NOV. 6: The Nationals have now formally announced that Wieters has exercised his player option.
4:44pm: Wieters will indeed exercise his player option to remain with the Nationals, the Washington Post’s Chelsea Janes reports (Twitter link).
NOV. 4, 8:19am: It “is not at all a done deal” that Wieters exercises his option, Chelsea Janes of the Washington Post tweets. The catcher has yet to make a decision in either direction.
NOV. 3, 1:05pm: Agent Scott Boras tells Feinsand that Wieters is still mulling the decision (Twitter link). “What he does for a pitching staff is off the charts & in great demand,” Boras tells Feinsand.
12:20pm: Matt Wieters intends to exercise his $10.5MM player option and remain with the Nationals in 2018, reports MLB.com’s Mark Feinsand (on Twitter). It’s not a surprising move for Wieters, considering the poor season he had in his first year as the Nationals’ primary backstop.
The 31-year-old Wieters inked a two-year, $21MM guarantee with the Nats last offseason, with the latter year of that contract coming in the form of a player option. However, Wieters posted career-worst marks in batting average, on-base percentage, slugging percentage and caught-stealing rate with the Nats this season, so it’s seemed all but certain that he’d forgo another chance at free agency for quite some time now.
Overall, Wieters batted just .225/.288/.344 with 10 homers through 465 plate appearances. He halted 25 percent of opposing stolen-base attempts, which is only slightly below the league average but is also well south of the career 33 percent mark he carried into the 2017 season. He also rated as one of the game’s bottom pitch-framing catcher, per Baseball Prospectus.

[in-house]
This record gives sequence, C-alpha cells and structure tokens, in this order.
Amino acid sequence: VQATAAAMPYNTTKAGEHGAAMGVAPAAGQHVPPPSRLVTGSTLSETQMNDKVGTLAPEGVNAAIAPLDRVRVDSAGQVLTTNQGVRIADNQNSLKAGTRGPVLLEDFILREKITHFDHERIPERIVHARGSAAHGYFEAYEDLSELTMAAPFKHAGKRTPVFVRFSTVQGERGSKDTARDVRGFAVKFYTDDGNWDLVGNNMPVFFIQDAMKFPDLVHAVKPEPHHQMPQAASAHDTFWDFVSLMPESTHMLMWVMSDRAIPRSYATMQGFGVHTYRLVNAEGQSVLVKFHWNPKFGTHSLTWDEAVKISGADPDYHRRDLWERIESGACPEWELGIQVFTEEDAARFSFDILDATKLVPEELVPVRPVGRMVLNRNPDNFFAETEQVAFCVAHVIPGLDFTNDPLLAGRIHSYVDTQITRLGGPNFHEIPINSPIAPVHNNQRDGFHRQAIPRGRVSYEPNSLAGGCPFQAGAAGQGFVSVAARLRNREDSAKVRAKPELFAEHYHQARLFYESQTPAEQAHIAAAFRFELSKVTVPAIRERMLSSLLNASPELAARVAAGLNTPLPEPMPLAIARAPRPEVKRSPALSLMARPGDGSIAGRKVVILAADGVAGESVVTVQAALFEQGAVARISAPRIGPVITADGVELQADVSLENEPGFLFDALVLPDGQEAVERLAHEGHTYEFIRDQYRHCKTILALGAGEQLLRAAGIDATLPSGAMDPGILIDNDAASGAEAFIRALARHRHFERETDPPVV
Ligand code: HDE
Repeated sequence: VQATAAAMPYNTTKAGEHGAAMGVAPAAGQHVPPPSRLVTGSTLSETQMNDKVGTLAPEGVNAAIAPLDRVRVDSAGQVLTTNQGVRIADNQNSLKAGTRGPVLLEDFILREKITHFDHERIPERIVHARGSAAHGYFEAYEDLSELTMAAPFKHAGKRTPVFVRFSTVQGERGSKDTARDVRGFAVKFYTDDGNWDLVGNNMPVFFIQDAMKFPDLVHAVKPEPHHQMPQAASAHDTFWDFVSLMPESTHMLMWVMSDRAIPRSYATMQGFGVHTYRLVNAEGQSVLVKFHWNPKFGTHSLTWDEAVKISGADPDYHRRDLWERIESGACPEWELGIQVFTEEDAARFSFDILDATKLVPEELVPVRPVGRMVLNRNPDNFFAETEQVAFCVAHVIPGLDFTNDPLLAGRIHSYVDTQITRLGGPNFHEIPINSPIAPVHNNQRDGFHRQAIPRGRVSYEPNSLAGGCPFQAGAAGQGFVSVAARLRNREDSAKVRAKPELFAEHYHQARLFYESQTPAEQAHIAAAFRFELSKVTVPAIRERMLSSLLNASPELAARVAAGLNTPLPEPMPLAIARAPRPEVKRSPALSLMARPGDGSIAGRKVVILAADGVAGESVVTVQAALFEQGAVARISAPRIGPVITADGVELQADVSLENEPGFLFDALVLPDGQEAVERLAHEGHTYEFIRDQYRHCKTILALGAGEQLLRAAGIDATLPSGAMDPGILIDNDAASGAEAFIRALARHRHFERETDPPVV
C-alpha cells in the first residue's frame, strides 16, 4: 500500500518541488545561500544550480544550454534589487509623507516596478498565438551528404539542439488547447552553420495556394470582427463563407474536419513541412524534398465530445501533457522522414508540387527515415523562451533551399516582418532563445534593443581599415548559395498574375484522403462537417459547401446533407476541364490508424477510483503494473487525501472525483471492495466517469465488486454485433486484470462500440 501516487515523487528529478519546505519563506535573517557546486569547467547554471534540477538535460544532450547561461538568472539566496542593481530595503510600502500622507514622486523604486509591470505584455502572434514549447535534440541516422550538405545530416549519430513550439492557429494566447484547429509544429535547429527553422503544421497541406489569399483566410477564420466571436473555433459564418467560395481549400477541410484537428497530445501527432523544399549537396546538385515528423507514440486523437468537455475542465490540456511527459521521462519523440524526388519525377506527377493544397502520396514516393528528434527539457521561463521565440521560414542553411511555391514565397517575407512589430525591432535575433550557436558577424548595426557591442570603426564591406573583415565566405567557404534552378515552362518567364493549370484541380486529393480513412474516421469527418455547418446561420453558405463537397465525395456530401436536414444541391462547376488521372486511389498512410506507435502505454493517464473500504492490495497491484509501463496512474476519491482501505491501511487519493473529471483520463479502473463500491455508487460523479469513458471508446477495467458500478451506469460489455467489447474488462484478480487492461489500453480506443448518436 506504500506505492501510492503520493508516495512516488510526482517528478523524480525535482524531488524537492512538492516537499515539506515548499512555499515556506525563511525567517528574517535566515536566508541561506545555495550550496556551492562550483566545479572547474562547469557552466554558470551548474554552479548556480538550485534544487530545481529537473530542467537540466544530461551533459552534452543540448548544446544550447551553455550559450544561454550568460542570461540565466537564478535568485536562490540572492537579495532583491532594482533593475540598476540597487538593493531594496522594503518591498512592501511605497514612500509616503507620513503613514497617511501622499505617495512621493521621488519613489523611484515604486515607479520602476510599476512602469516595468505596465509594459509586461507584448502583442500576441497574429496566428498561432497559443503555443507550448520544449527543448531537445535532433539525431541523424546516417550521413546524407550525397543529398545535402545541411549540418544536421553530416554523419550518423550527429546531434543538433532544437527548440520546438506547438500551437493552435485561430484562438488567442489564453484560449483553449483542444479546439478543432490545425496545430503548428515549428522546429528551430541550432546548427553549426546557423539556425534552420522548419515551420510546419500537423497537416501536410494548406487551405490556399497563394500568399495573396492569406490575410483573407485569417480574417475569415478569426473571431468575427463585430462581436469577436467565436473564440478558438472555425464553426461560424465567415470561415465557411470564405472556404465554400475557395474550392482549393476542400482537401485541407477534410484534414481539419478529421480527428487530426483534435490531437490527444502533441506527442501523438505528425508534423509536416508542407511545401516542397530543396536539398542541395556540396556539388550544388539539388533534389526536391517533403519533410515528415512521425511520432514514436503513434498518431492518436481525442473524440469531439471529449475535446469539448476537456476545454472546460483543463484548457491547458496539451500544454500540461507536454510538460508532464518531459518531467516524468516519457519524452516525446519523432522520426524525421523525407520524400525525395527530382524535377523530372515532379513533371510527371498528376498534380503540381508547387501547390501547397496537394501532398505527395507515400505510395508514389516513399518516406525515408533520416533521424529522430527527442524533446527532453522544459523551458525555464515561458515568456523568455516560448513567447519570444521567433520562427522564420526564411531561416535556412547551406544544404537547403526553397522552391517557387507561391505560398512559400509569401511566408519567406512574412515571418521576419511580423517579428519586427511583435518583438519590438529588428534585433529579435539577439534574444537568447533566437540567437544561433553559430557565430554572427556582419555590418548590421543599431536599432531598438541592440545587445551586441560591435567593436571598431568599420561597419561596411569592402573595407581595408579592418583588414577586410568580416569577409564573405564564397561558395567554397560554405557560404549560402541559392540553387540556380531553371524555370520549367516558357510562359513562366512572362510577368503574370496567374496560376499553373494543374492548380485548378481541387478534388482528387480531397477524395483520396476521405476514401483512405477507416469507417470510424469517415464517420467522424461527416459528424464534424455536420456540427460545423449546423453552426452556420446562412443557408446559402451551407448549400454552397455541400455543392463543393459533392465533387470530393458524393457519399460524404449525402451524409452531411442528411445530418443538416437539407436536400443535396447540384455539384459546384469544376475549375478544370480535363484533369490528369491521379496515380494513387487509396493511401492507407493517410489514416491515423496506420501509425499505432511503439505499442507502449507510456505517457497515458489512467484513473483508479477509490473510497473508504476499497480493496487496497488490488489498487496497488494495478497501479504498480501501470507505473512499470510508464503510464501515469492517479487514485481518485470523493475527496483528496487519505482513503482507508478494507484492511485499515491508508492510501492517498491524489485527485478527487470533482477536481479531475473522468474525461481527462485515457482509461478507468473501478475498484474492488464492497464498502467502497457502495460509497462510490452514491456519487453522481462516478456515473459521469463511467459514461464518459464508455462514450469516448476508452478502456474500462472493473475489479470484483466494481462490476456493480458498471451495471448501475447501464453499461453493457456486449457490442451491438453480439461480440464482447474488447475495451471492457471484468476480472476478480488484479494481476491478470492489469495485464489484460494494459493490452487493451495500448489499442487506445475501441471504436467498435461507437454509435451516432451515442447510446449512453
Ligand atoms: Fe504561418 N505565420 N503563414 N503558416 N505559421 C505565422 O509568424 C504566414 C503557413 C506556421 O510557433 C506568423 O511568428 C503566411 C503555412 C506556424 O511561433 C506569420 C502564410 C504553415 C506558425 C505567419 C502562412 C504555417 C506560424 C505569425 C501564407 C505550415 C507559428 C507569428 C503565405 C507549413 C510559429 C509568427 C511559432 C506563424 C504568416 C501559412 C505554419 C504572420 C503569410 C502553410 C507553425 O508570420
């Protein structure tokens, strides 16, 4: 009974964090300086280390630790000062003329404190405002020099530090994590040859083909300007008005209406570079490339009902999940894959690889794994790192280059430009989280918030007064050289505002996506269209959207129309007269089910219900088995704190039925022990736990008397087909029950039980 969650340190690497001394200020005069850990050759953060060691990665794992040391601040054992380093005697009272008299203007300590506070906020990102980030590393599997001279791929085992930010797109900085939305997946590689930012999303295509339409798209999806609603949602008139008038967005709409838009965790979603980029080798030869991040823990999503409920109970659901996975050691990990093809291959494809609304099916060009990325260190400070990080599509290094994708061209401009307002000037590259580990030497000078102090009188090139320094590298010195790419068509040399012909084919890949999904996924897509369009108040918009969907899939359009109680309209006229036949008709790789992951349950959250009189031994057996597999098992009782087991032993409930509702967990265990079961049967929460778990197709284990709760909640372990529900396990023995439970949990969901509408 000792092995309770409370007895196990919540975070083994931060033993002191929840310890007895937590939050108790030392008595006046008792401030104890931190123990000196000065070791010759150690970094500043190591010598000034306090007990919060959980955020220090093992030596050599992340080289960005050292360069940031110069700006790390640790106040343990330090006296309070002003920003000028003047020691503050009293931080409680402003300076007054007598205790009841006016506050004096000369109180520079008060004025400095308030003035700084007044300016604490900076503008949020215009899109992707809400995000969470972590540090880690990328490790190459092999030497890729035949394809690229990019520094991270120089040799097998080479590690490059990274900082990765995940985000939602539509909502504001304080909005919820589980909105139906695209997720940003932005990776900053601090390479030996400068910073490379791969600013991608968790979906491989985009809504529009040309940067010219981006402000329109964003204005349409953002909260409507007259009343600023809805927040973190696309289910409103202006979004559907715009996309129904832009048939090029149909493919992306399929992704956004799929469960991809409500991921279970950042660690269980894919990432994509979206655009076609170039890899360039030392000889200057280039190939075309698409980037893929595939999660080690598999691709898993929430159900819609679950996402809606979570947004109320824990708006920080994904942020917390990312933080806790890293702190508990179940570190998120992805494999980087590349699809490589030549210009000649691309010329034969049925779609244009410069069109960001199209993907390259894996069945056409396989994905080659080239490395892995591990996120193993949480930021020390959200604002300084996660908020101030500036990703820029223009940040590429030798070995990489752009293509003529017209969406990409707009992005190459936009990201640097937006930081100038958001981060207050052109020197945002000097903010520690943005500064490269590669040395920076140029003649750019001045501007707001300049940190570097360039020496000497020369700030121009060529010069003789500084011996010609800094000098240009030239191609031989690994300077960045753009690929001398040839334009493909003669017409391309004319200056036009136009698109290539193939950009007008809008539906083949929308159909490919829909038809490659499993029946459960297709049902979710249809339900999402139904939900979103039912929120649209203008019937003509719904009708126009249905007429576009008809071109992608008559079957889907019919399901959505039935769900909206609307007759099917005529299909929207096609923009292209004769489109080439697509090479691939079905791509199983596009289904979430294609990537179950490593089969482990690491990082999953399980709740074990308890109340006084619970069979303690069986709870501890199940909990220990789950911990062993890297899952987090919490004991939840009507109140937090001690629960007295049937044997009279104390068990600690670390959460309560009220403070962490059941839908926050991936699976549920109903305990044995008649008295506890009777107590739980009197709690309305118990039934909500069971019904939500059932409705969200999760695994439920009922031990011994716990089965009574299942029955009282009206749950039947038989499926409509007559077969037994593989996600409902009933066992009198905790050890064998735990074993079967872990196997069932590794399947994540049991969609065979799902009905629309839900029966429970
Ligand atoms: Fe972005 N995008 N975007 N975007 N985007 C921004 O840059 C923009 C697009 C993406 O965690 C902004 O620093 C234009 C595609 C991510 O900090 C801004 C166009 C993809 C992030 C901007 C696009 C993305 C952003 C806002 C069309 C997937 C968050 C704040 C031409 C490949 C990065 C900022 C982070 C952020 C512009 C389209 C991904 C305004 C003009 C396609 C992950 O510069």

Even with Wieters back in the fold, it’d be a surprise if the Nationals didn’t pursue help behind the plate this offseason. Young Pedro Severino is the team’s top internal alternative, but the 24-year-old Severino batted just .241/.292/.332 in 59 Triple-A games last season.
Given the Nationals’ status as clear-cut contenders — especially in their final season of control over Bryce Harper — GM Mike Rizzo seems unlikely to head in the year with such a glaring question mark on his roster. Myriad trade opportunities could present themselves, and it’s also possible (speculatively speaking) that the Nats could make a run at either Alex Avila or Welington Castillo — the top two catchers on the open market. Avila, in particular, strikes me as a logical candidate; he can play some first base in the event of an injury to Ryan Zimmerman, and his left-handed bat would pair well with Wieters, who has consistently been a more dangerous right-handed hitter than left-handed hitter throughout his Major League career.
Photo courtesy of USA Today Sports Images.